Traffic signals are electrically operated traffic control devices which alternately direct traffic to stop and to proceed. This discussion tells what factors enter into traffic engineers'decisions to install traffic signals. Because there is a common belief that signals are the answer to all traffic problems at intersections, this is offered in the interest of developing broader publicunderstanding about what signals will do - and what they won't do.
ADVANTAGES OF SIGNALS
Signals offer the maximum degree of control at intersections - they relay messages of both what to do andwhat not to do. The primary function of any traffic signal is to assign right-of-way to conflicting movements of traffic at an intersection, and it does this by permitting conflicting streams oftraffic to share the same intersection by means of time separation.
By alternately assigning right-of-way to various traffic movements, signals provide for the orderly movement of conflicting flows.They may interrupt extremely heavy flows to permit the crossing of minor movements which could not otherwise move safely through the intersection.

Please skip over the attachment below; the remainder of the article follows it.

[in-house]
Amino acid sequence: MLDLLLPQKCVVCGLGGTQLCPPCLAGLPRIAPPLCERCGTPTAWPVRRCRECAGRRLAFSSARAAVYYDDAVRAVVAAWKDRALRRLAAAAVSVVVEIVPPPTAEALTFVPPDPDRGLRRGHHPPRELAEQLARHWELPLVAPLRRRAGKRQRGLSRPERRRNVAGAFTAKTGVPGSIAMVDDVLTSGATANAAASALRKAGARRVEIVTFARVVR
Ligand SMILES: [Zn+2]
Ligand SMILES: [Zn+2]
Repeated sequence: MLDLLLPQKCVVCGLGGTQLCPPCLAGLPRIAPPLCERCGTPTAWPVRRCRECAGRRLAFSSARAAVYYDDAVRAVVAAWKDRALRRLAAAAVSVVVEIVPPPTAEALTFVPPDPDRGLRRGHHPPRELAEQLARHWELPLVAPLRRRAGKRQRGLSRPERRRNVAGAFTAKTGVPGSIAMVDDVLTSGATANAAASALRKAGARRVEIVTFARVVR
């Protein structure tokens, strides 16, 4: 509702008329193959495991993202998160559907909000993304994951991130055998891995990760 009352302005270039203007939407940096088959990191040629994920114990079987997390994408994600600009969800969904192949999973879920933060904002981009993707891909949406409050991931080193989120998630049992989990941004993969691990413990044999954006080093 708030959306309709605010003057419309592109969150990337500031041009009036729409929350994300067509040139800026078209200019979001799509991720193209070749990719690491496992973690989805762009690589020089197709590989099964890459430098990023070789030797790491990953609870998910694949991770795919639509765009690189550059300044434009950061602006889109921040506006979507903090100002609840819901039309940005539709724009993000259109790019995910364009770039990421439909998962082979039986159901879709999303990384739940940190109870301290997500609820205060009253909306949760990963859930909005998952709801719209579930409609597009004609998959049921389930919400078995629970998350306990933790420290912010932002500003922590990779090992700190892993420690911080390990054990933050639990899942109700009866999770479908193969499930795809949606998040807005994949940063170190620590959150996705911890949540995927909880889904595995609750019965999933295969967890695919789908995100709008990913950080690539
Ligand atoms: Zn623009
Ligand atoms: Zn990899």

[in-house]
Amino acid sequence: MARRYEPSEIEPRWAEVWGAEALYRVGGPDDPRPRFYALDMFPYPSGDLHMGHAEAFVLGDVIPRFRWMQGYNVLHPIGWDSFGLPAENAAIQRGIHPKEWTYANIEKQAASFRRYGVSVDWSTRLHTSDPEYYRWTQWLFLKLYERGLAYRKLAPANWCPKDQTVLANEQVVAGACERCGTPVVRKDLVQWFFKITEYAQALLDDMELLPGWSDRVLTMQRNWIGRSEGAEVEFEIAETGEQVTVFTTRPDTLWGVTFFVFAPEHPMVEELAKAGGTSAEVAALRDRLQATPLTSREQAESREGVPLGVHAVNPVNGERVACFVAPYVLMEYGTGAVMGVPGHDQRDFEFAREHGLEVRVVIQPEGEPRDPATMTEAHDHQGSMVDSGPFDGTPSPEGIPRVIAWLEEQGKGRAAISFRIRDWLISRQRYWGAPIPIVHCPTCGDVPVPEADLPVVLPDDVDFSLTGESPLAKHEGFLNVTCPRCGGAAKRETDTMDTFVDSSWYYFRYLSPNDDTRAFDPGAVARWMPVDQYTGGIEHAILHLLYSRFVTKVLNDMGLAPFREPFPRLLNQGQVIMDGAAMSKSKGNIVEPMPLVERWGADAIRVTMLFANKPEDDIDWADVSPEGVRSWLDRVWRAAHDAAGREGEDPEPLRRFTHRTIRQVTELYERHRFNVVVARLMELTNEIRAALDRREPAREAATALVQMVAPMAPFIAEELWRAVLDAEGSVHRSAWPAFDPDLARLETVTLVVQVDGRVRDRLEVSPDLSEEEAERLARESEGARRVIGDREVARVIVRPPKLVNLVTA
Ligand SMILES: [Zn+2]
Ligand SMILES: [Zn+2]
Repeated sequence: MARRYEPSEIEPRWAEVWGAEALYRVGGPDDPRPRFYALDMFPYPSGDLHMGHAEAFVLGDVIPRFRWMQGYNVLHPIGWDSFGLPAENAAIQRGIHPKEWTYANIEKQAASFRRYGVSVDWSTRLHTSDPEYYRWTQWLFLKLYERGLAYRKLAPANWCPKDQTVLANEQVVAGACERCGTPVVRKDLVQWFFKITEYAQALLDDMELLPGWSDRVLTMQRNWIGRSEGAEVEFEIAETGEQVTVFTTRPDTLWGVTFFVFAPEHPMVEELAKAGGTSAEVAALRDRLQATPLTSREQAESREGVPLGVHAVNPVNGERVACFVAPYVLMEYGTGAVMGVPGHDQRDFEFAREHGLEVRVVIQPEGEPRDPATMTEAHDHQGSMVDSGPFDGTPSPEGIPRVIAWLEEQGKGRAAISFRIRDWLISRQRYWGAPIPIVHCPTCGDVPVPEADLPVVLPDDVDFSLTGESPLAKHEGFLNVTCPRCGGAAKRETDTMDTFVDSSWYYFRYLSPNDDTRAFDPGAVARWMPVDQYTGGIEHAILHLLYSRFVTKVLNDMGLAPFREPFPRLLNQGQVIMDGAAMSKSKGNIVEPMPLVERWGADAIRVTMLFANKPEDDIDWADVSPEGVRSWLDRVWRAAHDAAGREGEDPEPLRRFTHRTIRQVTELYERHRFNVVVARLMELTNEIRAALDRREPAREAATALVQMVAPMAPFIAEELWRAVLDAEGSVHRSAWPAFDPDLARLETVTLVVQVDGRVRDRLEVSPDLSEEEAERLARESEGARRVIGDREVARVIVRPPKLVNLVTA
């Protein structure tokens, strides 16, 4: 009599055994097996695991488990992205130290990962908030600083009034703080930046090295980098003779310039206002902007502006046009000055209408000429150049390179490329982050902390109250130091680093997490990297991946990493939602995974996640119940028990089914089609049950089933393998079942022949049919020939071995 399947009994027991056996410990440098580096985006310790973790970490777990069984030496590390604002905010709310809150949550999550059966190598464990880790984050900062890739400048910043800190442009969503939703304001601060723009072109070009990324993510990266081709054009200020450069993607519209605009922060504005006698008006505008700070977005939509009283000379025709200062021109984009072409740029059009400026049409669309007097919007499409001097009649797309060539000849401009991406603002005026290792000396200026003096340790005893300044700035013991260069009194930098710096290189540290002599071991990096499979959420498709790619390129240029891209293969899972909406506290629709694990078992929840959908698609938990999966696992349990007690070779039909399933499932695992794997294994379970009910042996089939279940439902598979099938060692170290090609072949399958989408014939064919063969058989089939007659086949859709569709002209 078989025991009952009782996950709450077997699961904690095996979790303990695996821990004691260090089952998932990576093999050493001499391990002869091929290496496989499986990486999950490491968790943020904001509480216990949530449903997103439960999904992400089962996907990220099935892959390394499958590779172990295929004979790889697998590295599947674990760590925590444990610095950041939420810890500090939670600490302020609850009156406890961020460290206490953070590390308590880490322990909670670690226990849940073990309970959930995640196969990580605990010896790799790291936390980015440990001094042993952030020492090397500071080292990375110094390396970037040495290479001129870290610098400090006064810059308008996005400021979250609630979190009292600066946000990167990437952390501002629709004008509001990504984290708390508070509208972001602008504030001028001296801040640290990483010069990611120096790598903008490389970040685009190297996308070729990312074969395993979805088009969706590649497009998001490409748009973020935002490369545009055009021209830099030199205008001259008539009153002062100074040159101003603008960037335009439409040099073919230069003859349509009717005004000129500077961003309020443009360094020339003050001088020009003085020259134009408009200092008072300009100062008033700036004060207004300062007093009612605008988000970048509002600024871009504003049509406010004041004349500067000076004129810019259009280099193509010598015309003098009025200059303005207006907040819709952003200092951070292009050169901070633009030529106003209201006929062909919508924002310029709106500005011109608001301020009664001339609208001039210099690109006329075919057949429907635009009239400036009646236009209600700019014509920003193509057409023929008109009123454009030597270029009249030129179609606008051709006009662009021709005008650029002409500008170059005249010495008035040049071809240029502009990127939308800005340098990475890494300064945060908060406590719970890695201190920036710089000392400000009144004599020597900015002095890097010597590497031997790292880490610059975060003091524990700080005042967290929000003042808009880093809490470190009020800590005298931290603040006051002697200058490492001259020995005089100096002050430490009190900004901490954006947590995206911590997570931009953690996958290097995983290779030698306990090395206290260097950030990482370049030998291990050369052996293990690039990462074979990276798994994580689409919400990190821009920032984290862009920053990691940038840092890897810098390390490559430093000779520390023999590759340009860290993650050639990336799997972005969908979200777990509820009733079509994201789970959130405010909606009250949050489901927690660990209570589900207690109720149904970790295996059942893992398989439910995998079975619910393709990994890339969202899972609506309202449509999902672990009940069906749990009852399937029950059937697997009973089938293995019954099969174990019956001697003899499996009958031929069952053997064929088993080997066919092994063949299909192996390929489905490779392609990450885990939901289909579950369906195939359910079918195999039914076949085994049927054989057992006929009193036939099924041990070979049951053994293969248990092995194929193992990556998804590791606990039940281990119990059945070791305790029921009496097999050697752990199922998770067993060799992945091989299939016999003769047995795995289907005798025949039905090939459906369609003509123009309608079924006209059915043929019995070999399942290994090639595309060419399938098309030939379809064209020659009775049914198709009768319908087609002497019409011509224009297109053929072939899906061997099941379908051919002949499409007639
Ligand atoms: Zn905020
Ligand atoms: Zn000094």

When properly timed, the traffic signal increases thetraffic handling capacity of an intersection, and when installed under conditions which justify its use, it is a valuable device for improving the safety and efficiency of both pedestrian andvehicular traffic. In particular, signals may reduce certain types of accidents, most notably the angle (broadside) collision.
DISADVANTAGES OF SIGNALS
While many people realize that traffic signals canreduce the number of angle collisions at an intersection, few realize that signals can also cause an increase in other types of accidents (it has been well documented that other types of accidents,notably rear-end collisions, usually increase when a signal is installed).
Normally, traffic engineers are willing to trade off an increase in rear-end collisions for a decrease in the more severe...